Can a chubby-cheeked fellow who carries a Yellow Pages ad on the bottom of his golf bag ever be a great player? What if his head covers are furry walruses? Ask him how come he hits the ball so wonderfully, and the answer isn't a geometry lesson but a smile and shrug saying, "Beats me, but it sure is fun."

Make no mistake, Jack Nicklaus wasn't the only great player coming to the 18th green at Congressional Country Club late yesterday afternoon. Jack walked a discreet distance behind the better man on this day, leaving the triumphal march to Craig Stadler, who came down the velvet turf as if on a cloud.

His putter in one hand, his right fist clenched, Stadler raised both arms overhead as the cheers and applause came to him at the end of a day's work in which, man to man, he whipped Jack's fanny six different ways. Forgotten were the two hours of torture in April when he staggered to victory in the Masters; forgotten were the ugly calls of "Choke, Craig, you've done it before" that he heard early this day, and all that mattered now was what Nicklaus said afterward.

Sometimes a young player, and Stadler only last week turned 29, can't win for losing after he stumbles to a Masters or PGA championship. The fire of greatness burns too brightly and he may shy away from touching it again. So someone asked Nicklaus how important it would be to Stadler to win again this soon after the Masters.

"He's a pretty good player," Nicklaus said, which words in cold type fail to transmit the real admiration the great one has after these two Kemper days in Stadler's company. "He hit a few shots yesterday that reminded me of myself 10-12 years ago. He was just ripping the ball out of the rough. He overpowers a golf course."

Well, now, we're getting somewhere, because anyone today reminiscent of the young Jack Nicklaus is a remarkable player even if he puts rhinoceros masks on his clubs and advertises bowling balls on his bag.

"Craig is better than anybody I've seen out here," Nicklaus said, speaking of Stadler's monstrous strength from the deep rough.

True enough, no doubt, yet the difference yesterday was not that Stadler worked magic out of the hay. Stadler won this one the way Nicklaus used to win five or six times a year. He made every putt he needed, and, as Jack once did, he even made some he probably shouldn't have. But they were so close they just fell in anyway. At the ninth hole, Stadler said his six-foot putt hit a bump and detoured into the cup for a birdie. Nicklaus' 20-footer, well struck, somehow stayed out.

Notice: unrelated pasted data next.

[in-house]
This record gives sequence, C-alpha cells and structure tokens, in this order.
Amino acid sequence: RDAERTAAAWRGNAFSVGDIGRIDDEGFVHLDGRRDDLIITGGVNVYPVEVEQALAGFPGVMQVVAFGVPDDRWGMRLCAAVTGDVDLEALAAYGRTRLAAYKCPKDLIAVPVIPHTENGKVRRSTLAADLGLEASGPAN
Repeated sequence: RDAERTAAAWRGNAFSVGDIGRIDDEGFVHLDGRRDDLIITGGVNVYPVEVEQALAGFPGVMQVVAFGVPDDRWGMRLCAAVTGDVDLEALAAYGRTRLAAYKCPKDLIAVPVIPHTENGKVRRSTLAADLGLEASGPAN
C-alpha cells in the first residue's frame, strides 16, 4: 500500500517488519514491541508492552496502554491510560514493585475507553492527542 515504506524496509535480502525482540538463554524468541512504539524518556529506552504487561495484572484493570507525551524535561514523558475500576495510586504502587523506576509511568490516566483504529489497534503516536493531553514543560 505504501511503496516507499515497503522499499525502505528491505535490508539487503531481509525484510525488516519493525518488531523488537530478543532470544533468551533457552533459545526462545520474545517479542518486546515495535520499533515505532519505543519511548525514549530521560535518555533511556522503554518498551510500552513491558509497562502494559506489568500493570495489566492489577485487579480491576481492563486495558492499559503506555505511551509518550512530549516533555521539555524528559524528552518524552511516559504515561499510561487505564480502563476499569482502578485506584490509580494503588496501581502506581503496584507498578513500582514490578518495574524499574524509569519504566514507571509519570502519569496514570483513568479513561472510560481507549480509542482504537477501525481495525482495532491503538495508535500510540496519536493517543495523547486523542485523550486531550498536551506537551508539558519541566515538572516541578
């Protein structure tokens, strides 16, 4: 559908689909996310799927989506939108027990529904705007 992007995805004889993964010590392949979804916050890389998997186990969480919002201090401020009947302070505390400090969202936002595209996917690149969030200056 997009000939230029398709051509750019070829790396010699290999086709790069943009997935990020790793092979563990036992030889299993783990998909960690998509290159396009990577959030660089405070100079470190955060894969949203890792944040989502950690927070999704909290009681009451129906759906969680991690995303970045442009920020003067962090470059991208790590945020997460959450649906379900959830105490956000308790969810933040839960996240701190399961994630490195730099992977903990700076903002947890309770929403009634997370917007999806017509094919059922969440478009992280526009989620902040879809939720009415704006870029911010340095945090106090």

They all stayed out, in fact, and by the 14th hole Nicklaus was so bewildered by his putting that he began hamming it up for the massive gallery paying obeisance to this blond piece of history. With son/caddy Steve peering over his shoulder at a 14-footer, Nicklaus first pointed left, as if the ball would turn that way.

On second thought, Nicklaus swept his hand right. The ball would roll that way.

On third thought, as a smile played at the corners of his mouth, Nicklaus said loudly, "I don't think either one of us can read this, Steve."

By then already seven shots behind, the tournament over, Nicklaus knew it would get no better and on the 17th green, when fans shouted "C'mon, Jack," he tapped his putter's face and said, "Talk to this. I'm understanding you, but my putter isn't."

Perhaps the tournament was over at the 13th hole, as Stadler would say, or over after the front nine, as Nicklaus said, but in any case the only drama at Congressional yesterday was the visible maturation of a player so good Nicklaus measures him against himself.

Stadler once gave up big leads.

Today he made a big lead bigger.

In a hurry, Stadler made birdies at the first and second holes. He chipped it in at the second from 22 feet, the unexpected success bringing a radiant glow to his abundant face, and from there on Stadler owned the track, never allowing Nicklaus closer than five shots after the fourth hole.

Any hope of a Nicklaus victory flickered at the 12th hole, where Stadler made a knee-knocker six-footer to match Jack's par, and that hope died at the 13th. If Nicklaus were to win, he needed a birdie at 13 while Stadler, say, jerked his drive into the left rough and had to bump it out just to make a bogey.

It was Stadler who hit an eight-iron within three feet of the cup while Nicklaus hacked out of jail by the out-of-bounds fence.

Stadler looked to Nicklaus on the green.

And winked. It had been fun, this little duel in the rain for a $72,000 check, and all that mattered now was Stadler making it to the barn without getting lost somewhere. However painful the last two hours of Augusta had been--and Stadler insisted it wasn't bad at all, just a case of having "a little misfortune there"--it was all curtain calls at Congressional, even with a fan shouting out, "The year of the walrus!"

Stadler smiled a whole bunch then, and on the 18th green he looked across the pond at a bunch of semi-crazies cheering their socks off for him. Would the walrus leap, Pate-like, into the pond, thereby raising the water to flood level? No, but his caddy hurled the winning ball across the pond and the semi-crazies wrestled in the mud for the great souvenir.

He won't ever clutch up in a little ol' $400,000 tournament again, and it won't be long before Craig Stadler wins another major championship. Head to head two days with a Jack Nicklaus who shot 65 here, Stadler shot 67-69 to Jack's 72-74, a 10-shot swing.

They play the U.S. Open at Pebble Beach in two weeks.

"See you," Stadler said to Nicklaus, "in a couple weeks."

And he winked one more time.